A portion of the Custer Gallatin National Forest in Montana is closed after a woman was found dead following an apparent bear encounter, wildlife officials said.
Grizzly bear tracks were found near the woman’s body, which was discovered Saturday on the Buttermilk Trail, west of the town of West Yellowstone, Montana Fish, Wildlife & Parks said in a statement.
“The Custer Gallatin National Forest has issued an emergency closure of the Buttermilk area for human safety,” the statement said.
The forest in southeastern Montana borders Yellowstone National Park. Grizzly bear populations have expanded in the area in recent years, the statement from wildlife officials said.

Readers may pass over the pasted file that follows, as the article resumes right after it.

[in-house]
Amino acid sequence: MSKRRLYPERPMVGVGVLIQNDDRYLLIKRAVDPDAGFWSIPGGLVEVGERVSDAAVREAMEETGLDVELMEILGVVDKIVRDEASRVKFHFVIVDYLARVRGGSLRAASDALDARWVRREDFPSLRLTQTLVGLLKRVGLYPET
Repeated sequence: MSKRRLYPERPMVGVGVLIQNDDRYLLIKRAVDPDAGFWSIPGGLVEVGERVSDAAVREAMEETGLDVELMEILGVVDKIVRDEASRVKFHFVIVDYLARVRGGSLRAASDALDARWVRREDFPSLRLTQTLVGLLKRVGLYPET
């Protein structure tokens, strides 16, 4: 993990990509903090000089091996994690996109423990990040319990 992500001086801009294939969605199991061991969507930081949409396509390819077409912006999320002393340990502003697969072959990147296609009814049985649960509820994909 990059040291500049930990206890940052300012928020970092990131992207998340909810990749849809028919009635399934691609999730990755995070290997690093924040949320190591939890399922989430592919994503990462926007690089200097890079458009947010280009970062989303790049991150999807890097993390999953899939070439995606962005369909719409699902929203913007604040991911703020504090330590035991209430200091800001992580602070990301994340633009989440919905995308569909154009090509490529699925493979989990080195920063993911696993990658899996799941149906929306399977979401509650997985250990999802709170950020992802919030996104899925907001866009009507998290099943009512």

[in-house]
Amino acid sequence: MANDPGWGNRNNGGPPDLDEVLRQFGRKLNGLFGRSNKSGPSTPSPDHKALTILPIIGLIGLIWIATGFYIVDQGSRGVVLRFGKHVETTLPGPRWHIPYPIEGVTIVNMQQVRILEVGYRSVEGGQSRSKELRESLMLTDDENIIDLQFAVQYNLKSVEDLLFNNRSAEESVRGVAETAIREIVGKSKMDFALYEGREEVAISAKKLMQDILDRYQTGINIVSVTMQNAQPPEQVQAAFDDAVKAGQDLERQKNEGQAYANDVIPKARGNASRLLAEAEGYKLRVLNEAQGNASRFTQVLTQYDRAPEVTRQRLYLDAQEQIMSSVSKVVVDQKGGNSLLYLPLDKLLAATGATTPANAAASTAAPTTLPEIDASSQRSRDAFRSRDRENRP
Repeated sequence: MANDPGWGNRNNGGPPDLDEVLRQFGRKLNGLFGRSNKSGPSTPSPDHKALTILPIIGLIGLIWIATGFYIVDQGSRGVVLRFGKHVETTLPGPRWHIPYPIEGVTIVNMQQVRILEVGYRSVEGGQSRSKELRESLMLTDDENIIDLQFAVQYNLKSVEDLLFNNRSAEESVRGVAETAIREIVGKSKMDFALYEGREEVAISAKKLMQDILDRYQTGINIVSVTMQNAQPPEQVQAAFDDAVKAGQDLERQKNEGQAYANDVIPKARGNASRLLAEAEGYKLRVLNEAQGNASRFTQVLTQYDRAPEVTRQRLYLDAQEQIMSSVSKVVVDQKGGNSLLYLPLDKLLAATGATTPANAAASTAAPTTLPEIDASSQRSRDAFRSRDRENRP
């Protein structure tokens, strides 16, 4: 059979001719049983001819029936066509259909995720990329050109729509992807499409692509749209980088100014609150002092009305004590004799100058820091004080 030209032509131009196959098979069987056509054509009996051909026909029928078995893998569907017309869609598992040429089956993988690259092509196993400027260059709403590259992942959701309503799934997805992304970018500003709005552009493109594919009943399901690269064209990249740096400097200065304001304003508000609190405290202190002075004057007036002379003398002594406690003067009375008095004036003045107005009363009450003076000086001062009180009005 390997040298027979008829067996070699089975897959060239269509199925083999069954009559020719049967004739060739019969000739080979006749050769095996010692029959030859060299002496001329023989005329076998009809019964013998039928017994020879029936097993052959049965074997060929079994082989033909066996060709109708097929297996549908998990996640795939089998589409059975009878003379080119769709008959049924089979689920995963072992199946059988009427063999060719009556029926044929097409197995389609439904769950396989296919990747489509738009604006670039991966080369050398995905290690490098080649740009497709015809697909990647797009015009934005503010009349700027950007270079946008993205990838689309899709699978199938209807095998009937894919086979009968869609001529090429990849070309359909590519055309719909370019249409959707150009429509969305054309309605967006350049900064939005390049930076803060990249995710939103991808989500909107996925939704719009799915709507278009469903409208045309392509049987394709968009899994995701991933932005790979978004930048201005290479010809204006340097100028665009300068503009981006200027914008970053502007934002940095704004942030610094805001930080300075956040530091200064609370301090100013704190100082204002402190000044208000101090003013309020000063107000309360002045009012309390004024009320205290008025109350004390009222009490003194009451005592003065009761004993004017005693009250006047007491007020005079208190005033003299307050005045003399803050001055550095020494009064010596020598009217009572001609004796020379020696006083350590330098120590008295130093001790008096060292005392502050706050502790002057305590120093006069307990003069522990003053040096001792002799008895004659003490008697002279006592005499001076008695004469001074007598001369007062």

Grizzly bears are protected as a threatened species in the contiguous 48 states. They rarely show predatory behavior toward humans, according to the Interagency Grizzly Bear Committee, which consists of representatives from federal wildlife and forest management agencies, along with state wildlife agencies in Idaho, Montana, Washington and Wyoming.
“Most dangerous encounters with bears happen when the bear is surprised, protecting cubs, or guarding a large food source, such as a carcass,” the committee’s website said.
In nearby Yellowstone, there have been eight deadly bear encounters since the park was established in 1872.
Montana wildlife officials are urging people to be “bear aware,” including carrying and knowing how to use bear spray, traveling in groups when possible and never approaching a bear.